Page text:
In the third book, Fortunes Favorites, Sulla returns victorious from the East and sets himself up as dictator of Rome. We see the rise of Gnaeus Pompey and Marcus Licinius Crassus and the adventures of a young Julius Caesar.
The fourth book, Caesar's Women, focuses on the political rise of Julius Caesar and ends with the formation of the first triumvirate of Caesar, Pompey, and Crassus.
The fifth book, Caesar, shows Caesar victorious in his Gallic campaigns and goes through the civil war that develops between Caesar and Pompey after Crassus gets himself killed in Parthia. The book ends with Pompey's death in Egypt.
The sixth (and what was intended to be the final) book, The October Horse, starts with Caesar's campaign in Egypt and his dalliance with Cleopatra. It goes through Caesar's murder at the hands of Brutus, Cassius, and the other senate conspirators, and ends with the establishment of Octavian as Caesar's heir and the death of Brutus and Cassius at Philippi.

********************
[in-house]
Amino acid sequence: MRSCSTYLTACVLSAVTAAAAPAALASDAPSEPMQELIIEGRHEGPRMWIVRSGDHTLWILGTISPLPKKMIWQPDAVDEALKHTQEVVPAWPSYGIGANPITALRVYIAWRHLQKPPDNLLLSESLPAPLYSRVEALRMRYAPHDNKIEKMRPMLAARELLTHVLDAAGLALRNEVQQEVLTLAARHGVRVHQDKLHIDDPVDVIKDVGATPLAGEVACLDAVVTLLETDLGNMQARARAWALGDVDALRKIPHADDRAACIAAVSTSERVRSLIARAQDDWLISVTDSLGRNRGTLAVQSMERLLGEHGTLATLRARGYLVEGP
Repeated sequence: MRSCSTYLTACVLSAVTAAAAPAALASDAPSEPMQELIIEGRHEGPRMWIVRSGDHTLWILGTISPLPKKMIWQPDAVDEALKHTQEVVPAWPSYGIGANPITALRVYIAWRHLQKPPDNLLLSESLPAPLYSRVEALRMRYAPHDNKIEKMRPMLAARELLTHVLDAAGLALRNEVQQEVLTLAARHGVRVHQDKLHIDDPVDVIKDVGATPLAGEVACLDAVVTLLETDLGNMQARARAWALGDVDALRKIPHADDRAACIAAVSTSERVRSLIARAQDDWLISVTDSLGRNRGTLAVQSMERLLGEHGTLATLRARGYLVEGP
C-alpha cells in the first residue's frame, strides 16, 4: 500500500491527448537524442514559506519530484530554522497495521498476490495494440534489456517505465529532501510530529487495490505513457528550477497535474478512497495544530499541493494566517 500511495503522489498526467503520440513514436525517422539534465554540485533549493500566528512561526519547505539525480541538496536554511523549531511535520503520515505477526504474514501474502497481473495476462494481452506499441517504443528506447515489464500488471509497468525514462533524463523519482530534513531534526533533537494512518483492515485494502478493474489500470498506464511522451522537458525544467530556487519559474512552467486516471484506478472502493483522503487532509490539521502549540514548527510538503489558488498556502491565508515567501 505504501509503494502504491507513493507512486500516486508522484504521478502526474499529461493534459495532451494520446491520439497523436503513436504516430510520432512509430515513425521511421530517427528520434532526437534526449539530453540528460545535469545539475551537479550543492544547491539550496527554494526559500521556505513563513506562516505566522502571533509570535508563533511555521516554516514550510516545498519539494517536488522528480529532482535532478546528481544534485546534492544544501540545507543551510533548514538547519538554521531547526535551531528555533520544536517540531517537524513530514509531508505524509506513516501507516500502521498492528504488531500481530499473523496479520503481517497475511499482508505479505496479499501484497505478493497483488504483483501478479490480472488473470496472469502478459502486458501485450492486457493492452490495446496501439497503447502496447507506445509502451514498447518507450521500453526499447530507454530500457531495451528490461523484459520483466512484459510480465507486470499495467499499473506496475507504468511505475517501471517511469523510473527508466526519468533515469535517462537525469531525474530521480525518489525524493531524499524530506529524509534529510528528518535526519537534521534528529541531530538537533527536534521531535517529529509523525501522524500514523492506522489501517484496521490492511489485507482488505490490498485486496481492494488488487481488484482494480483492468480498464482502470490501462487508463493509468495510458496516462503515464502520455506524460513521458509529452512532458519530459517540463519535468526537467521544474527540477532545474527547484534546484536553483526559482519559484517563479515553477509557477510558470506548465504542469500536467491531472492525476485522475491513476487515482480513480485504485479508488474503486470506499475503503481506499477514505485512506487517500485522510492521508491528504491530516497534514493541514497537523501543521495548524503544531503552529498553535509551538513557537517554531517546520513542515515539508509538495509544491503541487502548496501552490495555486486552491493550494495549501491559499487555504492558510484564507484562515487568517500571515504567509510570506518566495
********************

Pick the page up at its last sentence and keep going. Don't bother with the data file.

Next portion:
The characters in the novels are certainly fictionalized, but not to the extent of HBO's Rome or nearly any other fiction work, TV series, or movie on the subject. What I found striking about McCullough's work is that despite the occasional ripped bodice (so to speak) and the often sensual physical descriptions of her characters, the historical depth of the novels is amazing. The first century BC is one of the most well-documented periods of Roman history, so McCullough had a lot to work with when adding texture and verisimilitude to the story. Her research work was so well regarded that Macquarie University awarded her an honorary D.Litt. in 1993.